The midterm exam will be on March 12th from 7:15-9:15pm in room 3650 Humanities.

For students who have requested an alternate exam situation: see this post. We expect to be able to accommodate the students who have notified us prior to March 1 in an alternate room. For students who have a class (ECE 317 (2 students), English 431 (1 student), CS 564 midterm (2 students)), we will allow you to take the exam from 8pm-10pm in the alternate room. For the McBurney accomodation request (1), we will have you in this same room with an earlier start time. More details are at see this post.

We will have limited space in the alternate room, and may not be able to accommodate students who have not already placed a request.

## Exam Content Coverage:

All material covered prior to the exam:

- Everything presented in lecture up to (and including) the lecture on Thursday, March 7th. The lecture on March 12th may review material already presented (and covered on the exam). However, new material in the March 12th lecture will not be covered on the exam.
- Everything presented in Workbooks 1-6 (Workbook 6 has it’s “drop dead” date the day before the exam). Workbook 7 will not be covered on the exam.
- All required readings referred to in the workbooks. This includes (but is not limited to):
- Any content on the course web.
- Tutorials from older editions of the class (e.g., Color, images vs. objects, pxiels, points and vectors, SVG tutorial).
- Chapters 5, 6 and 7 of Hart
- Chapters 6, 15 of Fundamentals of Computer Graphics

- You were expected to read on your own to pick up key pieces of JavaScript and Web Programming, and to review Vector Algebra. The important parts were also discussed in lecture and/or the workbooks.

## Exam Format

The exam will be multiple choice using University standard exam sheets. Please bring a #2 pencil and eraser. We will try to have extra pencils, but may not have enough. And we may not have erasers at all.

The exam is closed book and closed notes. You may not bring a “cheat sheet” or use an internet connected device during the exam. (that means you can’t use your phone).

The exam is designed so that you do not need a calculator.

## Exam Non-Content

We do not expect you to memorize details. Of course, this is subjective – but our goal is to test that you know the concepts, not memorize the things you can look up. But some examples of things we will not ask you to remember:

- equations for cubic forms – for example, you should know what a Hermite or Cardinal Spline is, and the geometric intuitions, but you if you need them, we’ll give you the equations for the parametric functions or basis functions
- the parameter list of JavaScript, Canvas or THREE functions. For example, we don’t expect you to remember the order of the parameters, so if we show you the code new THREE.PerspectiveCamera(50, 1, 0.1, 1000 ); and remind you that the first parameter is the field of view, you should know what field of view does.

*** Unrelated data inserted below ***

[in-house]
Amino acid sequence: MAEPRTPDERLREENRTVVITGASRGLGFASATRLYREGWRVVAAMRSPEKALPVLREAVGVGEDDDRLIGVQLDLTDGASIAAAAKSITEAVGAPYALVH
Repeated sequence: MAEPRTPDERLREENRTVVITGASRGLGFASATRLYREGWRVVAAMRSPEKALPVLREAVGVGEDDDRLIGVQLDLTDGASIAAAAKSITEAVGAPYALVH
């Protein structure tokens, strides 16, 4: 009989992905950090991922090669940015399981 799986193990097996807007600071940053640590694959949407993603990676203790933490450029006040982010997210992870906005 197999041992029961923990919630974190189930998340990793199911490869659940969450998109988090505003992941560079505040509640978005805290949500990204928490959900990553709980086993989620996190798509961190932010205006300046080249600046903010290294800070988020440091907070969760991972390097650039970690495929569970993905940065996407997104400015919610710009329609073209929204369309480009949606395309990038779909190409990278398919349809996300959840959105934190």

## Exam Content List

Here is a brief outline of the course content (note: you are responsible for all covered material – we are trying to be complete in this outline, but might have missed something):

- Distributed Source Control (GIT) Concepts
- JavaScript and Programming Concepts (e.g., lexical scope, closures, lightweight objects)
- Interaction models for web programming (event loops, animation loops)
- Displays and display types
- Buffering
- Immediate mode vs. Retained-Mode / Scene-Graph API
- Canvas basics (coordinate systems, state, stroke fill, paths)
- Event models for Canvas vs. SVG
- SVG concepts
- Alpha blending
- Coordinate Systems and Transforms
- Immediate mode transformation systems (e.g. Canvas)
- Hierarchical modeling and instancing
- Transformations as changes of coordinate systems
- Composition of transformations
- Basic transformations (rotate, translate, scale, skew)
- Rotations and articulated chains, Properties of rotations
- Transformations as matrices
- Vectors, Matrices, basic vector and matrix algebra
- Linear transformations, Affine transformations, properties of affine transformations
- Homogeneous coordinates and affine transformations
- Use of matrices in immediate mode APIs
- Flocking
- Linear Interpolation
- Polygons, filling rules
- Curve concepts
- Shape representations (implicit, subdivision, parametric)
- Continuity
- Piecewise polynomials (and interpolating polynomials)
- Cubic Polynomials, Hermite Forms, Cardinal Splines, Matrix forms
- Bezier Curves, Bezier Cubics, Geometric Constructions, Connecting pieces
- Approximation of curves as line segments, adaptive subdivision
- 3D coordinate systems
- Triangles, Barycentric interpolation
- Abstractions of the 3D graphics process (THREE)
- Camera and Viewing
- 3D affine transformations
- Forms of 3D rotations
- Basic concepts of shading
- Any other things we get to in lecture on March 5 or 7